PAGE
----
We just finished a fascinating course to become 'Old Home Certified', which of course included some history of the Twin Cities. While the current growth of the LRT lines makes it feel to me like we are becoming a 'grown-up' metro area, it was transit lines way back in the railroad era 1880-1920 that enabled Minneapolis to be the fastest growing city in the United States at that time.
I love the cover below of a transit visitor's guide from 1911 which depicts Minneapolis as the city of 'fun and sin'… and St. Paul as the city that is 'dull and full of religiosity'.
These ideas persist to this day when describing the differences between the two cities… Minneapolis is the bustling business and entertainment hub, while St. Paul is the more erudite city of universities and colleges.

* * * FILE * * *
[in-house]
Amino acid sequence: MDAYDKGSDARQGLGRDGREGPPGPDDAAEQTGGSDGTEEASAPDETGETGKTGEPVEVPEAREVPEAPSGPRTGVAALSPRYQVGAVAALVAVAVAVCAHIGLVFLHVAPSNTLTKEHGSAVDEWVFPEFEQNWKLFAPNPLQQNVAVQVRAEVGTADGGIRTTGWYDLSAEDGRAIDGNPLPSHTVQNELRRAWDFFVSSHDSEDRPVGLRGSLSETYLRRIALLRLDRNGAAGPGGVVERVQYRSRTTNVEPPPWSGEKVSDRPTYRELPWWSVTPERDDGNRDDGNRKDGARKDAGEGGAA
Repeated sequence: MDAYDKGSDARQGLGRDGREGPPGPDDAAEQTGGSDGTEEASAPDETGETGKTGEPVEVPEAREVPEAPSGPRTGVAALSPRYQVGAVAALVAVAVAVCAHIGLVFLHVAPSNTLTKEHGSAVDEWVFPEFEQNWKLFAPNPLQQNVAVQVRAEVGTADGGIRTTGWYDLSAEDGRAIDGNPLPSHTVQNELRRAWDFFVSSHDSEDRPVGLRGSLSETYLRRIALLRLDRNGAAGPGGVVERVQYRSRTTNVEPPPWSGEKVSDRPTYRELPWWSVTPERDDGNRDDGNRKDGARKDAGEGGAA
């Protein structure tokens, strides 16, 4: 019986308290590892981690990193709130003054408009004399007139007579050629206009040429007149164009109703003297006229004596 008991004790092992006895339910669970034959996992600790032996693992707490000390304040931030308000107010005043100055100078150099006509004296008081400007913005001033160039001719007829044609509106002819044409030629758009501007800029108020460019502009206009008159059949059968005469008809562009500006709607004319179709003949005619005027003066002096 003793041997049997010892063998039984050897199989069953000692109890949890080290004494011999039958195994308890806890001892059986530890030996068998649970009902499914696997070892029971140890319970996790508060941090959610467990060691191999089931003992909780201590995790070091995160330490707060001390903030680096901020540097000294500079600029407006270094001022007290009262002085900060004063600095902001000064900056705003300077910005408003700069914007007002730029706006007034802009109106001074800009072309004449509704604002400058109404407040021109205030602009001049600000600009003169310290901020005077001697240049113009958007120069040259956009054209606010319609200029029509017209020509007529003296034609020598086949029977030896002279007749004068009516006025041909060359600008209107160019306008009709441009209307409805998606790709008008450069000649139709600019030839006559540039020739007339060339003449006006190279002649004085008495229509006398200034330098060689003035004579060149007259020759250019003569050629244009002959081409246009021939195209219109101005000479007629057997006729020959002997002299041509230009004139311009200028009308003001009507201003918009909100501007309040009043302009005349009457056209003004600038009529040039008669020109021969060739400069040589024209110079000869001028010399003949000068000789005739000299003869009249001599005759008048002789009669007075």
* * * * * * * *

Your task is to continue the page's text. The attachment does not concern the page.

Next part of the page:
This early guide invites visitors to… "enjoy sights and scenes not rivaled, in many respects, in all America. It's a fresh-air guide to the Twin Cities of Minnesota, where there is always tonic in the air and wine in the winds – where it's a joy to be alive."
This makes me think of Garrison Keillor's current famous line about Minnesota… "where all the women are strong, all the men are good looking, and all the children are above average."
What many people don't know about Minnesota in the late 1800's and early 1900's is that many people came here for their health… cold, dry climates were thought to cure tuberculosis, and we had one of the three leading TB sanitoriums in the world in Glen Lake, on the way to Lake Minnetonka. It was the transit system that enabled the development of Lake Minnetonka and White Bear Lake as leading resort destinations. It's no wonder that these areas are little treasure troves of historic homes in addition to the wealth of historic homes in Minneapolis and St. Paul.